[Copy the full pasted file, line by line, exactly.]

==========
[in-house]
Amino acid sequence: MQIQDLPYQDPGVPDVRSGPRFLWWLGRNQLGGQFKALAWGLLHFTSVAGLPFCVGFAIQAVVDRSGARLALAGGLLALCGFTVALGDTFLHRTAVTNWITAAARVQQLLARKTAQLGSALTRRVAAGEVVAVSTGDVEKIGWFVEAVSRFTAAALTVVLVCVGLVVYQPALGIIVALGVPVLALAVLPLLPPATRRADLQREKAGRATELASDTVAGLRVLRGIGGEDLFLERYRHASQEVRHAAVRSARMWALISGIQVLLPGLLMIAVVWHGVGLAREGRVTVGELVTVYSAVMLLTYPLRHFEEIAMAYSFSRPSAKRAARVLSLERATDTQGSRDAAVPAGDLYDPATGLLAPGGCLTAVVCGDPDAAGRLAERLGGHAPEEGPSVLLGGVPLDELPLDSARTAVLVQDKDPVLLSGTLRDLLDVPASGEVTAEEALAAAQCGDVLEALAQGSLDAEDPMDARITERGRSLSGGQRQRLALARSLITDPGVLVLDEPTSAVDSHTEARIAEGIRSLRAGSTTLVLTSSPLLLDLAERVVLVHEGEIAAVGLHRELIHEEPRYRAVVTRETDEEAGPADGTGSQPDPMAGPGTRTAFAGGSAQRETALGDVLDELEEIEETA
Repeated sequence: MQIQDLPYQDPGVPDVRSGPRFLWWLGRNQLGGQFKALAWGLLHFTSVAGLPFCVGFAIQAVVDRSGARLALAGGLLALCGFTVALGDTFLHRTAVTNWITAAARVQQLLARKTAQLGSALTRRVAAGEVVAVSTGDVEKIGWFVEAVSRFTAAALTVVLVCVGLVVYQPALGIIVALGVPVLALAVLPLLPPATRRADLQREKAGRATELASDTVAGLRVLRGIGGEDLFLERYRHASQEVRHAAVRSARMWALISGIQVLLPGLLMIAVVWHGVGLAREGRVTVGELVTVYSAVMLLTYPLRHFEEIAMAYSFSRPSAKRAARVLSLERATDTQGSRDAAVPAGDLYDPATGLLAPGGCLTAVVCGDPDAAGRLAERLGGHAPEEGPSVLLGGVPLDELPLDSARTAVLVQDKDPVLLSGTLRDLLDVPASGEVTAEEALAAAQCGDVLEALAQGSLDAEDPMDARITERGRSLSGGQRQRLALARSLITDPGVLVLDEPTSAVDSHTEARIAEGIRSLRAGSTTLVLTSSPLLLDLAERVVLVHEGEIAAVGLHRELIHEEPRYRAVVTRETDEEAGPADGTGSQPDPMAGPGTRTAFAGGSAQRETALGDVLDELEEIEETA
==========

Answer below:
[in-house]
Amino acid sequence: MQIQDLPYQDPGVPDVRSGPRFLWWLGRNQLGGQFKALAWGLLHFTSVAGLPFCVGFAIQAVVDRSGARLALAGGLLALCGFTVALGDTFLHRTAVTNWITAAARVQQLLARKTAQLGSALTRRVAAGEVVAVSTGDVEKIGWFVEAVSRFTAAALTVVLVCVGLVVYQPALGIIVALGVPVLALAVLPLLPPATRRADLQREKAGRATELASDTVAGLRVLRGIGGEDLFLERYRHASQEVRHAAVRSARMWALISGIQVLLPGLLMIAVVWHGVGLAREGRVTVGELVTVYSAVMLLTYPLRHFEEIAMAYSFSRPSAKRAARVLSLERATDTQGSRDAAVPAGDLYDPATGLLAPGGCLTAVVCGDPDAAGRLAERLGGHAPEEGPSVLLGGVPLDELPLDSARTAVLVQDKDPVLLSGTLRDLLDVPASGEVTAEEALAAAQCGDVLEALAQGSLDAEDPMDARITERGRSLSGGQRQRLALARSLITDPGVLVLDEPTSAVDSHTEARIAEGIRSLRAGSTTLVLTSSPLLLDLAERVVLVHEGEIAAVGLHRELIHEEPRYRAVVTRETDEEAGPADGTGSQPDPMAGPGTRTAFAGGSAQRETALGDVLDELEEIEETA
Repeated sequence: MQIQDLPYQDPGVPDVRSGPRFLWWLGRNQLGGQFKALAWGLLHFTSVAGLPFCVGFAIQAVVDRSGARLALAGGLLALCGFTVALGDTFLHRTAVTNWITAAARVQQLLARKTAQLGSALTRRVAAGEVVAVSTGDVEKIGWFVEAVSRFTAAALTVVLVCVGLVVYQPALGIIVALGVPVLALAVLPLLPPATRRADLQREKAGRATELASDTVAGLRVLRGIGGEDLFLERYRHASQEVRHAAVRSARMWALISGIQVLLPGLLMIAVVWHGVGLAREGRVTVGELVTVYSAVMLLTYPLRHFEEIAMAYSFSRPSAKRAARVLSLERATDTQGSRDAAVPAGDLYDPATGLLAPGGCLTAVVCGDPDAAGRLAERLGGHAPEEGPSVLLGGVPLDELPLDSARTAVLVQDKDPVLLSGTLRDLLDVPASGEVTAEEALAAAQCGDVLEALAQGSLDAEDPMDARITERGRSLSGGQRQRLALARSLITDPGVLVLDEPTSAVDSHTEARIAEGIRSLRAGSTTLVLTSSPLLLDLAERVVLVHEGEIAAVGLHRELIHEEPRYRAVVTRETDEEAGPADGTGSQPDPMAGPGTRTAFAGGSAQRETALGDVLDELEEIEETA